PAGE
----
|hammer||A different sort of panning tone control||9/29/104 6:39 pm|
|The classic Big Muff Pi tone control pans between the outputs of a simple lowpass and highpass filter. The corner frequencies are set so that: a) there is reasonably equivalent output level from each extreme of the tone control (i.e., changing the tone won't drastically change the volume), and b) the "middle" position delivers a gentle mid-scoop.
While elegant in its own way as a do-all control, you can't have more bottom without losing bite, and can't get more bite without losing bottom. Personally, I find that a nuisance.
While looking over some schematics from various Shin-Ei fuzzes, various Univox Superfuzz issues, and the Roland Bee-Baa, I saw that many favourite fuzzes incorporated a switch to go from a mid scoop sound (which would accentuate buzz and octaves above by de-accentuating the fundamental) to a "normal" full-bandwidth sound. This started me thinking about replacing the switch with a panning control similar to the Big Muff's. The big question was what would be at the non-scoop end of the control's rotation. To simply fade in a mid-scoop was a bit too plain and the sort of thing you could easily do with a resonant boost-cut control/stage.
At the same time, I started pondering what eventually turned into the Rosey-Ray fuzz (see a few entries below). There, I wanted a control that would pan between two different fuzzes, and I wanted the pan control to blend between the best that each had to offer. What I ended up with was a bizarre control that incorporated a lowpass filter on one side, much like the BMP, plus a mid-scoop at the other side, and a little twist that inserts more variation into the control with a single component.
What I've posted here is the essential design idea, without any posted values. You can look at the Rosey-Ray for one implementation of it, but note that the values chosen were arrived at by trial and error to complement the two distortion stages and produce roughly equal volume. I thoroughly expect other component values to be more appropriate in other contexts. For the Rosey-Ray, the two parallel signal paths to be panned between were coming from different sources. What I've shown in the schematic here assumes that a single source (e.g., the output of a high gain device like any of Joe Davisson's excellent designs) is simultaneously filtered in two ways and you adjust how much of each you want.
The lowpass side should have a rolloff somewhere in the 2-3khz zone. This will yield a nice warm distortion tone, a bit of bite but with all the edges sanded down smooth and round. It will easily stand out in a mix and you will know that it is a distortion, but with a more relaxed bluesier feel suited to a humbucker-equipped solid body or semi-acoustic. The mid-scoop/notch can be whatever you want it to be. The essential thing is that it retain both top end and bottom. I recommend the articles that Jack Orman has at his www.muzique.com site in the lab notebooks, concerning notches and scoops. Myself, I just started with a known quantity: the Superfuzz notch.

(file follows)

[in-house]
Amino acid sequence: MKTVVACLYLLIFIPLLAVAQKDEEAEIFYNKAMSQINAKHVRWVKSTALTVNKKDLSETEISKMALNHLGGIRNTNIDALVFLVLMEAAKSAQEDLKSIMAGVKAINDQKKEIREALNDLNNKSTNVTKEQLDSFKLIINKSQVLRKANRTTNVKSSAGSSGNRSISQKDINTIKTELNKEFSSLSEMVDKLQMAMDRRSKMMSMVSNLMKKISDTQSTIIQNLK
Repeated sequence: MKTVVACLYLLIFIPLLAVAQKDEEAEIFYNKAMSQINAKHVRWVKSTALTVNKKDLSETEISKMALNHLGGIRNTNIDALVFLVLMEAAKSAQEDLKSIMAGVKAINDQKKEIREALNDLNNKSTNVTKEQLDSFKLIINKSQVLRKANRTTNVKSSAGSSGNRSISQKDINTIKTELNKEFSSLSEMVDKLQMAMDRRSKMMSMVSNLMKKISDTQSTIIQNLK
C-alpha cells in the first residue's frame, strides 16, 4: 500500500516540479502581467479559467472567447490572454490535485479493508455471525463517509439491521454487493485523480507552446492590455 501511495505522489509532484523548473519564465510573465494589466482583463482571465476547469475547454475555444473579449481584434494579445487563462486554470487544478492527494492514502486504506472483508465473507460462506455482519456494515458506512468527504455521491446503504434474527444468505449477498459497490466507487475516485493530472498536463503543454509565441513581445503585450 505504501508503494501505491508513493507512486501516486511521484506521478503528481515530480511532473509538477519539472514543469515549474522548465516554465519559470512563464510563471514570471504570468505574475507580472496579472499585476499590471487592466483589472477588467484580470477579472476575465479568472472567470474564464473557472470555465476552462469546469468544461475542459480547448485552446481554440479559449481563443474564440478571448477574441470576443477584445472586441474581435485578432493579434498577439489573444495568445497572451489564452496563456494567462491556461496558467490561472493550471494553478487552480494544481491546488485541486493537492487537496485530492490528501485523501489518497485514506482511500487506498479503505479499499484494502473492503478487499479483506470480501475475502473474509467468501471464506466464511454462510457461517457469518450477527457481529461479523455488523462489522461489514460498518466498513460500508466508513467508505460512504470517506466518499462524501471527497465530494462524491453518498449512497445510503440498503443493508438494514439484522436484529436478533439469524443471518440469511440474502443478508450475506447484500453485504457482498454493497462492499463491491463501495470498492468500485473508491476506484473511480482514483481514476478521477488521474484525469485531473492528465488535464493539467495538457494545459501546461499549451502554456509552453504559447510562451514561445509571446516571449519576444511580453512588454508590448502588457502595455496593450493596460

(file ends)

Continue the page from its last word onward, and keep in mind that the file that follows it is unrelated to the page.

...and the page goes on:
The neat quirk I stumbled onto is the addition of the cap between wiper and ground. Bear in mind that cap, in tandem with each leg of the pot, forms a low pass filter whose rolloff is set by the capacitance and pot-leg resistance. Let's say, for instance, the pot was a 100k linear, just like the BMP, and the wiper-cap was .001uf. With the pot rotated completely in any direction, the pot and cap make a LPF with a 1.5khz rolloff which is ADDED to the action of whatever filter precedes it. When the pot is rotated fully towards the lowpass side, the cap is paralled with the existing treble-cut cap to form a single-pole lowpass with a lower rolloff.
Rotate the pot 10k away from the end, and you'd have a 6db/oct rolloff at 2.3khz, followed by a second 6db/oct rolloff at 16khz. Of course, at the same time, the signal coming via the notch filter side is also rolled off at 1/(2*pi*90k*.001uf)= 1768hz.
The nifty thing here is that as you rotate the control, you not only change the relative balance of each source, but you also change the spectral content it is contributing as the LPF rolloff for each side keeps changing. The result is a control where a couple of degrees rotation gets you an audibly different sounding tone, with a different character, not just a little brighter or a little duller, more boomy vs more nasal. It's not quite a "clickless switch" like those pots that double as program switchers in many digital FX boxes, but there is a big increment to the amount of clear variation can be introduced by a single pot. Again, the nice thing is that you don't have to trade off bite for bottom. If you need more bite, you can simply up the value of the cap labelled C1.
It may well require a lot of tinkering to get it to work right in your circuit, but this is a circuit that is well worth tinkering with.
|hammer||The Crank - a not so clean booster||1/9/2005 2:29 AM|